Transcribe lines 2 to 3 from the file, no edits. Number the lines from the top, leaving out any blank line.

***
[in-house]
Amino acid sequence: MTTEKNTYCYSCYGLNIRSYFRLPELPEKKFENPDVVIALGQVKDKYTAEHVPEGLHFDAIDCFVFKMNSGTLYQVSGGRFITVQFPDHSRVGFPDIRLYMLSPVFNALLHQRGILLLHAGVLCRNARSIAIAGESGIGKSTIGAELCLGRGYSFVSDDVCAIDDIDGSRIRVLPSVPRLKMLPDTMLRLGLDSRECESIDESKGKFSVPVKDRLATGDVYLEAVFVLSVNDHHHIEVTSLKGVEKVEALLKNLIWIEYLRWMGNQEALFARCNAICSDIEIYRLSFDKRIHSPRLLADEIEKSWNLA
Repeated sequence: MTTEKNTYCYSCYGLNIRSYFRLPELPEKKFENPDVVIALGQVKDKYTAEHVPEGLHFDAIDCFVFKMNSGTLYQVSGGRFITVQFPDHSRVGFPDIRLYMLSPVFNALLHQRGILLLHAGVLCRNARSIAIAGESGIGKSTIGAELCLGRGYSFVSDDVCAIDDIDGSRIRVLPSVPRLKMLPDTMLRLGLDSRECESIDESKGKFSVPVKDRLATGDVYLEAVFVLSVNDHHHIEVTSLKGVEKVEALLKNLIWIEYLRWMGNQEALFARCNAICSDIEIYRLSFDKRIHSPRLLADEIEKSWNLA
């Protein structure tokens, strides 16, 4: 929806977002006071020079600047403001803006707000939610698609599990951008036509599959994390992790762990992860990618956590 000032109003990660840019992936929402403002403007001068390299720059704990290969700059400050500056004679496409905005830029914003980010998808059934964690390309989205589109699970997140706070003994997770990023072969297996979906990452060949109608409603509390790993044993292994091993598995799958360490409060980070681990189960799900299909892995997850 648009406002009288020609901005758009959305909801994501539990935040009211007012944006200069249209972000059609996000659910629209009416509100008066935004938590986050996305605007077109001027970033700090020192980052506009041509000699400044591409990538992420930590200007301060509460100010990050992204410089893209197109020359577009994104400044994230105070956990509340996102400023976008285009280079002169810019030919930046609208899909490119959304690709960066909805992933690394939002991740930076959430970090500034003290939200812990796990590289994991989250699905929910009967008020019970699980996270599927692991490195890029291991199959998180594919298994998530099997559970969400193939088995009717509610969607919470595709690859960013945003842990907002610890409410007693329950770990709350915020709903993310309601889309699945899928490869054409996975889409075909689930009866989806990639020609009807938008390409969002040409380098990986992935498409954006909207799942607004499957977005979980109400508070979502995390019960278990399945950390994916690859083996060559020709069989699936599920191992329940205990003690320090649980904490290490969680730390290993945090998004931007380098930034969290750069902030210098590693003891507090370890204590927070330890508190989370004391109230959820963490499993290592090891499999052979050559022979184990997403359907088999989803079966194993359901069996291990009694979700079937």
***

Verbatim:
Amino acid sequence: MTTEKNTYCYSCYGLNIRSYFRLPELPEKKFENPDVVIALGQVKDKYTAEHVPEGLHFDAIDCFVFKMNSGTLYQVSGGRFITVQFPDHSRVGFPDIRLYMLSPVFNALLHQRGILLLHAGVLCRNARSIAIAGESGIGKSTIGAELCLGRGYSFVSDDVCAIDDIDGSRIRVLPSVPRLKMLPDTMLRLGLDSRECESIDESKGKFSVPVKDRLATGDVYLEAVFVLSVNDHHHIEVTSLKGVEKVEALLKNLIWIEYLRWMGNQEALFARCNAICSDIEIYRLSFDKRIHSPRLLADEIEKSWNLA
Repeated sequence: MTTEKNTYCYSCYGLNIRSYFRLPELPEKKFENPDVVIALGQVKDKYTAEHVPEGLHFDAIDCFVFKMNSGTLYQVSGGRFITVQFPDHSRVGFPDIRLYMLSPVFNALLHQRGILLLHAGVLCRNARSIAIAGESGIGKSTIGAELCLGRGYSFVSDDVCAIDDIDGSRIRVLPSVPRLKMLPDTMLRLGLDSRECESIDESKGKFSVPVKDRLATGDVYLEAVFVLSVNDHHHIEVTSLKGVEKVEALLKNLIWIEYLRWMGNQEALFARCNAICSDIEIYRLSFDKRIHSPRLLADEIEKSWNLA